Watch Rivian R1T Electric Truck Cold Weather Testing In Minnesota


Rivian released a very interesting blog post and video about the cold-weather testing of its upcoming Rivian R1T electric pickup.

The prototypes of the vehicle are undergoing extensive testing at North America’s largest cold-weather testing facility in Baudette, Minnesota.

If you don’t see the YouTube video due geographical restrictions, please check it on the Rivian’s Vimeo channel (embeded below) or on Rivian’s website.

The site was previously a United States Air Force radar base, but now it’s a huge automotive testing facility, which “offers 25 courses, including a multitude of autocrosses, snow and ice test tracks, a litany of vertical grades, a slush pool and other surfaces designed to capture winter weather at its worst”.

With DC fast chargers installed, it’s also ready for EV testing:

Rivian R1T Cold Weather Testing (© Elliot Ross)

Rivian R1T Cold Weather Testing (© Elliot Ross)

Rivian R1T Cold Weather Testing (© Elliot Ross)

Rivian R1T Cold Weather Testing (© Elliot Ross)

As we know, lithium-ion batteries, just like humans, “like” to remain at moderate temperatures. This requires putting a lot of effort into the thermal management system of the battery.

The first piece of advice for EV owners is to plug in overnight if you can (to recharge and provide energy to heat the battery). According to Rivian, if the R1T is “plugged in all night, you can hop in and drive with very little compromise to performance at even -40° F [-40°C]”.

In the case of Rivian, the thermal management system tries to keep the battery cell temperature above 14°F (-10°C). Interestingly, there are no dedicated electrical heaters, but rather a smart utilization of the inverter and motor to generate heat while the vehicle is stationary (or use waste heat when the vehicle is in use).

“In extremely cold conditions we use some battery energy to keep the cells in our battery above 14°F to provide controlled vehicle performance. Some EVs have electrical heaters to heat the battery up, which is another component — more cost, more mass and a drain on electrical supply.

Instead, we’re using our inverter and motor to generate heat — even while stationary our traction system can generate substantial heat for the battery. And we use that heat to warm the battery to the point where it can deliver full performance. Our battery is uniquely designed to operate in super cold conditions, all the way down to an ambient temp of -40°F.” – Laura Controls Integration Engineer

Rivian Battery Technology Facilities, Irvine, CA

Rivian Battery Technology Facilities, Irvine, CA

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Rivian battery cooling (image: George Bower)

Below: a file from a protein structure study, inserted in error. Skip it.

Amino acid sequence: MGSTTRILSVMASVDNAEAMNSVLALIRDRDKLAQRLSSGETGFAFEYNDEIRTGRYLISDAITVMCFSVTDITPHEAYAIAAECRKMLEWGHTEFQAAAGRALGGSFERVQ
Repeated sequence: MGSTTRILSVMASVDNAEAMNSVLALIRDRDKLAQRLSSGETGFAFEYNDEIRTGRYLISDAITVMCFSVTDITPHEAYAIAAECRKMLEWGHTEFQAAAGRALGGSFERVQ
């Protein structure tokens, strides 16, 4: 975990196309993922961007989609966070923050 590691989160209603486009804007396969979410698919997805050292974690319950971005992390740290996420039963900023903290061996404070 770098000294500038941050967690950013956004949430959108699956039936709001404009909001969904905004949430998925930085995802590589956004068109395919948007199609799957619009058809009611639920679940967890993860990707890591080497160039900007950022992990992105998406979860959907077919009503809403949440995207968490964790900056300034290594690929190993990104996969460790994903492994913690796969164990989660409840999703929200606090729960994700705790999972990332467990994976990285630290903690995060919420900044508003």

The double-stack battery pack has a central cold plate (for axial heating or cooling):

“Our batteries use an axial cooling method via a central cold plate — a unique design feature of our pack — which is a highly efficient way to both heat and cool the battery. This system uses the minimum amount of energy possible to keep the cells at their optimum temperature, which is particularly important if the vehicle has been unplugged in extremely cold conditions.”

Rivian explains that when the vehicle is plugged into a home AC charging station, it can replenish about 25 miles of range per hour. If the battery is cold, and there is a necessity to generate heat to warm the cells, then the rate temporarily halves. The good news is that after about an hour of heating, the rate returns to its maximum of 25 mph.

At -40° F (-40°C), the vehicle should operate fine, but will need roughly 20 minutes of battery heating to be able to deliver full power.

“Our vehicles have been designed to minimize any performance or range impact from extreme cold temperatures. If getting in the vehicle after a long cold soak at -40F, the vehicle will operate fine but will take about 20 minutes for the battery to warm itself up and be capable of delivering full power and battery performance. The vehicle range prediction displayed to the driver will take into account the temperature, driving conditions and cabin heating considerations to give an accurate display of vehicle range from the remaining battery energy.” – Richard VP Propulsion Powertrain

Rivian R1T Cold Weather Testing (© Elliot Ross)

Rivian R1T Cold Weather Testing (© Elliot Ross)

Rivian R1T Cold Weather Testing (© Elliot Ross)

Rivian R1T Cold Weather Testing (© Elliot Ross)

The thermal management system is not the only topic of testing. Rivian must test everything else as well:

“We are simultaneously developing traction control, torque vectoring, regen slip control, anti-lock braking and electronic stability control with the goal to get them all to play nicely together — especially in the snow.” – Max Director of Vehicle Dynamics

 



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